18:12 jrabbit: should be no difference

18:12 jrabbit: well I mean what is -> doing

18:13 gfrlog: jrabbit: transforming the second expression into the first :)

18:13 jrabbit: the clojure documentation is a little opaque to understand

18:13 seancorfield: troussan: dnolen: __meta is not available in deftype as far as i can tell from tests

18:13 jrabbit: gfrlog: thats bizzare

18:13 bsteuber: so if you have lot's of nested forms like that, it improves readability

18:13 gfrlog: jrabbit: it's bizarre at first. It lets you avoid lots of nesting.

18:13 jrabbit: ah ok

18:13 whats a larger example of that?

18:13 gfrlog: jrabbit: once you get the aha moment, it becomes totally brilliant and you use it all the time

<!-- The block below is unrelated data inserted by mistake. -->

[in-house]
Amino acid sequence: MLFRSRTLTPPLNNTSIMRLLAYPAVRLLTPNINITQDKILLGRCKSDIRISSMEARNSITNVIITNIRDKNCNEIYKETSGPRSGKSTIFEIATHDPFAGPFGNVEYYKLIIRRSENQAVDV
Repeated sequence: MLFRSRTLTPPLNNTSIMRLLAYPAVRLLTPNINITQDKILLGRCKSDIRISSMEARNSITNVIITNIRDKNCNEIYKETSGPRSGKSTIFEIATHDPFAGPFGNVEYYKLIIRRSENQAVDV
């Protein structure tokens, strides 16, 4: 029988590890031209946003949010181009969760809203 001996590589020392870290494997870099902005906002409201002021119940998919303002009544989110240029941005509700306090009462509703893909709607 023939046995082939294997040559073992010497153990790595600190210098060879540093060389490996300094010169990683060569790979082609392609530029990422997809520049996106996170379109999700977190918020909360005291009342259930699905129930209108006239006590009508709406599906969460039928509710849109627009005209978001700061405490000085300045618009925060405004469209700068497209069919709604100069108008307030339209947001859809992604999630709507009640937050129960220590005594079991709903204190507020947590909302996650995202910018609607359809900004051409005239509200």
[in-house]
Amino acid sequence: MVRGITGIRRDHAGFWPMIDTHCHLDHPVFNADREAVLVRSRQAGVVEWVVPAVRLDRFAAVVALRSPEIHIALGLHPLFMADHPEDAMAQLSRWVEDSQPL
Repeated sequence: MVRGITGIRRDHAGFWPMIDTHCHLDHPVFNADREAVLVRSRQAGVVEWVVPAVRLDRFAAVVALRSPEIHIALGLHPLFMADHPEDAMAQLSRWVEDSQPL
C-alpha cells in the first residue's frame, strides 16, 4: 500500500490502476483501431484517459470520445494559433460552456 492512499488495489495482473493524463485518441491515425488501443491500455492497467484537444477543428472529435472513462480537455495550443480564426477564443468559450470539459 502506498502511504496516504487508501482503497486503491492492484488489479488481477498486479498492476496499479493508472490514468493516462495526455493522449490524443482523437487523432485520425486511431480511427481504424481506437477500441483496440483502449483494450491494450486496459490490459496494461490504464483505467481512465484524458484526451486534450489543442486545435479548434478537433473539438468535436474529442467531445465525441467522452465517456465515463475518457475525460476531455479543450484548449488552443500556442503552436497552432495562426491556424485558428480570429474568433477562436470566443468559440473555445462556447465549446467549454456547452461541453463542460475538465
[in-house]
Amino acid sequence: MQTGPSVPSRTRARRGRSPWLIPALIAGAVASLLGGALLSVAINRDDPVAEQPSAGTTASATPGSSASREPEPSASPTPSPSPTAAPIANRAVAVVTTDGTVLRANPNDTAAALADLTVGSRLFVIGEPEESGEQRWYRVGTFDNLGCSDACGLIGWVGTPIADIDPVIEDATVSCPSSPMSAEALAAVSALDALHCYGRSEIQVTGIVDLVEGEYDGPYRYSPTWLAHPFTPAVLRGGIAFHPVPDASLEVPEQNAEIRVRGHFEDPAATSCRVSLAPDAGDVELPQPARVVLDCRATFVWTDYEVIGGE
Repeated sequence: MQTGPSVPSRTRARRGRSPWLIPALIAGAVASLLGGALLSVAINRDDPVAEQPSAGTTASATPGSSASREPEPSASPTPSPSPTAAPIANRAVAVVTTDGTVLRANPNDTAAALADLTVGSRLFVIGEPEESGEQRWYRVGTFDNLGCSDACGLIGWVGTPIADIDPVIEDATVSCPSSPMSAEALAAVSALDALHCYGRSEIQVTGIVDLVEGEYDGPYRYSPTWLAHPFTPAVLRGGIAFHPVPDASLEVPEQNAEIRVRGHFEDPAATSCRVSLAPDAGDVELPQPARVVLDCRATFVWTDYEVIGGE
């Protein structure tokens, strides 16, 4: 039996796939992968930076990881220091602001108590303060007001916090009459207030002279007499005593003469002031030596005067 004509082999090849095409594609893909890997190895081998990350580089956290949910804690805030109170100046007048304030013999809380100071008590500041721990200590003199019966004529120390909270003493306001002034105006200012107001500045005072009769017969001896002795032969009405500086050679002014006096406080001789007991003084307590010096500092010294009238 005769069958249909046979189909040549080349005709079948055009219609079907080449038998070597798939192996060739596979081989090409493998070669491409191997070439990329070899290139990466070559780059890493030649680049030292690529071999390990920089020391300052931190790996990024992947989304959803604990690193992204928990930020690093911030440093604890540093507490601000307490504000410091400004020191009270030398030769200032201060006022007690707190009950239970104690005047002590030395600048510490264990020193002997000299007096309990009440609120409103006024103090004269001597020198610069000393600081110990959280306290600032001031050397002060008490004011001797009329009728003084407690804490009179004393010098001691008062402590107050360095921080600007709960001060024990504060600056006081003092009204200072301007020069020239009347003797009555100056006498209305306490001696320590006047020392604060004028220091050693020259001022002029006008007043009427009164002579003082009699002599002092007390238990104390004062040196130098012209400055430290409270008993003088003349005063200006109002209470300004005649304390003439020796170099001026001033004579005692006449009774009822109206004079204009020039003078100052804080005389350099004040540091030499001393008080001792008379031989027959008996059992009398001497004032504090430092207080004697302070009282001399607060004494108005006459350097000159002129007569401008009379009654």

18:13 seancorfield: defrecord supports metadata out of the box but it also implements a lot of other stuff - not sure data.priority-map could work on top of defrecord

18:14 bsteuber: think of (a (b (c (d (e 42)))))

18:14 gfrlog: (a (b (c (d)))) becomes (-> (d) (c) (b) (a)

18:14 bsteuber: compared to (-> 42 d e c b a)

18:14 jrabbit: oh

18:14 bsteuber: gfrlog: you can drop the parens

18:14 seancorfield: but clojure.data.priority-map now passes tests on 1.2 and 1.3: http://build.clojure.org/job/data.priority-map-test-matrix/

18:14 jrabbit: thats pretty slick the longer it gets

18:14 gfrlog: bsteuber: yeah I thought that would be confusing

18:14 dnolen: seancorfield: yes I know meta shouldn't be.

18:14 jrabbit: ok I see why that'd be cool on longer things

18:15 also is there a syntax hilighted repl?

18:15 gfrlog: jrabbit: also see ->> for comparison

18:16 jrabbit: gfrlog: is it the reverse?

18:16 gfrlog: jrabbit: it inserts things as the last argument instead of the first

18:16 mjg123: jrabbit: depends what you like - IntelliJ vi emacs all do syntax highlighting